Wolverine starts killing heroes, converting some into vampires, including the Juggernaut, who crushes Dr. Strange.

Enter the Punisher, who is possessed by the spirit of Dr. Strange. Yes, this means we see the Punisher wearing Dr. Strange's crazy red cape on top of his skull jumpsuit thingy.

Anyway, it all works out, pretty much. Who cares? When I saw that cape/skull combo, I'd gotten more than I needed out of this one. 

Also, Wolverine did not have three fangs to match his three claws, which felt like a missed opportunity.

Vol. 2, Issue 42

At one time, Spider-Man had six arms. But then he was cured. You know, as happens to many of us when we don't have the right number of arms.

In the What If? version, the cure is not to be found, despite attempts to talk to all the science nerds Spidey can find, which is a pretty big number of people in Marvel Comics.

Peter Parker starts spending ALL his time as Spider-Man. He can't live as a normal person anymore, so he might as well Spider-Man it up, right?

And what he finds out is that his six arms, though preventing him from living a normal life, make him a way better superhero. Dr. Octopus? More like Dr. Only Has The Same Exact Number Of Hands As Spider-Man Now. Not as catchy a name, that one, but Dr. Octopus will have plenty of time to contemplate a better name on his way TO JAIL.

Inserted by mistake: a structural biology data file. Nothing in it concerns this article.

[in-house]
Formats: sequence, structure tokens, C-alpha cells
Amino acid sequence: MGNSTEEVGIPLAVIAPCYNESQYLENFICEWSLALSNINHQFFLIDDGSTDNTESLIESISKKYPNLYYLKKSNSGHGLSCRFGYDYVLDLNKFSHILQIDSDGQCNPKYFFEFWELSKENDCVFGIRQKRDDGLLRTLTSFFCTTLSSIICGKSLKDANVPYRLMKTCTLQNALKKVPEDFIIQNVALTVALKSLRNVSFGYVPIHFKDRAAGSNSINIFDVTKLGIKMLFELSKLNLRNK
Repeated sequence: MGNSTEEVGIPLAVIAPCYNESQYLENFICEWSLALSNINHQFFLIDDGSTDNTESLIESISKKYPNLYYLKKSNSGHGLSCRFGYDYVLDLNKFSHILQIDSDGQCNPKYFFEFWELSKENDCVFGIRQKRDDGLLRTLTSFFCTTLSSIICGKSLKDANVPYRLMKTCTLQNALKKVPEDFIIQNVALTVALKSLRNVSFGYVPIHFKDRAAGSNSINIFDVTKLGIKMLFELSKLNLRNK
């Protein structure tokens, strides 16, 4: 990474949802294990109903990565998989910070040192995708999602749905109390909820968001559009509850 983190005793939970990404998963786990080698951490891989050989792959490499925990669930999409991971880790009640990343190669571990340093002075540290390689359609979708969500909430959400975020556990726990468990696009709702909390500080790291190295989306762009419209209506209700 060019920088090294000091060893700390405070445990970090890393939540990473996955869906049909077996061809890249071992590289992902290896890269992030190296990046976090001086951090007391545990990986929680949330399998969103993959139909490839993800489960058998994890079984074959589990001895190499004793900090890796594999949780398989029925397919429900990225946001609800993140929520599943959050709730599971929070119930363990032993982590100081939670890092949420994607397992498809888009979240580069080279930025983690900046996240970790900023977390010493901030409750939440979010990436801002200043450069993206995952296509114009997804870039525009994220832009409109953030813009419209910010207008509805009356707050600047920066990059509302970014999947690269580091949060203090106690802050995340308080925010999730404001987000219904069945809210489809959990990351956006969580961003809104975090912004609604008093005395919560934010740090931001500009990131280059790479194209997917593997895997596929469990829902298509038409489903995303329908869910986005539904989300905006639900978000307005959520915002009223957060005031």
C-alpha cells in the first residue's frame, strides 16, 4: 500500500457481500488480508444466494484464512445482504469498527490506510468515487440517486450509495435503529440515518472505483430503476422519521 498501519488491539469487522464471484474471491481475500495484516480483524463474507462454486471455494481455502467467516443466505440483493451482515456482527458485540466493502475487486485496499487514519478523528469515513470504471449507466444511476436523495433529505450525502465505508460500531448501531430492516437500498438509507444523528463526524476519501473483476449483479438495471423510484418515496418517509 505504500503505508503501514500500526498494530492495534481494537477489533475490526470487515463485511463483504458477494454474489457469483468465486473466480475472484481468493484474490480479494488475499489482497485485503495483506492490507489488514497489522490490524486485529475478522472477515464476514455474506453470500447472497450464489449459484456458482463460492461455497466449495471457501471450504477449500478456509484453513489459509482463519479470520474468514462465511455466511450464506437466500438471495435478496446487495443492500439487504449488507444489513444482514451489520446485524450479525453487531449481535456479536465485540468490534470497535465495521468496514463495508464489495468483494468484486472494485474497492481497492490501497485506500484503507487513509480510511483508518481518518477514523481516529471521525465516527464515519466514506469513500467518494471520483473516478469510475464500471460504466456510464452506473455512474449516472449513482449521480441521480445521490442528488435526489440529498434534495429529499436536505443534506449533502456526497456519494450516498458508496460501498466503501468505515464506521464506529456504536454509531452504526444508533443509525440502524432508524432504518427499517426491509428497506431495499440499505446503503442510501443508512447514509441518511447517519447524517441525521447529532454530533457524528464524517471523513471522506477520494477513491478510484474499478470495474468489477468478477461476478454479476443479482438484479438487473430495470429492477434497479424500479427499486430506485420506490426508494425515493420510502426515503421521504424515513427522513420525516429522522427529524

Spider-Man keeps all his arms forever, although Reed Richards invents a gizmo that turns the 4 extras invisible, which is something, at least, and Spider-Man becomes some kind of outspoken advocate for the disabled or something.

What I like about this one, the premise isn't that exciting, but it actually turns into a pretty good story. It's an ambiguous story. Is this better? Is it worse? And it's not a world-ender like so many others. It's a smaller story about the life of one character.

Another weird twist in the world of What If? is that you can never predict the quality of the story from the premise. A cool premise can be crap. Throw a couple extra arms on a guy, you might just have something. Who knew?

Vol. 2, Issue 68

Well, he would have come back in 1994, in this case, which means he would have been poised to really enjoy Tag Team's "Whoomp! (There It Is)" during the peak of its fame. I assume Cap has heightened senses as a result of his Super Soldier Serum, which would allow him to enjoy the song on an even deeper level. Honestly, every way I look at it, this is the best possible scenario.

About the author

Peter Derk lives, writes, and works in Colorado. Buy him a drink and he'll talk books all day.  Buy him two and he'll be happy to tell you about the horrors of being responsible for a public restroom.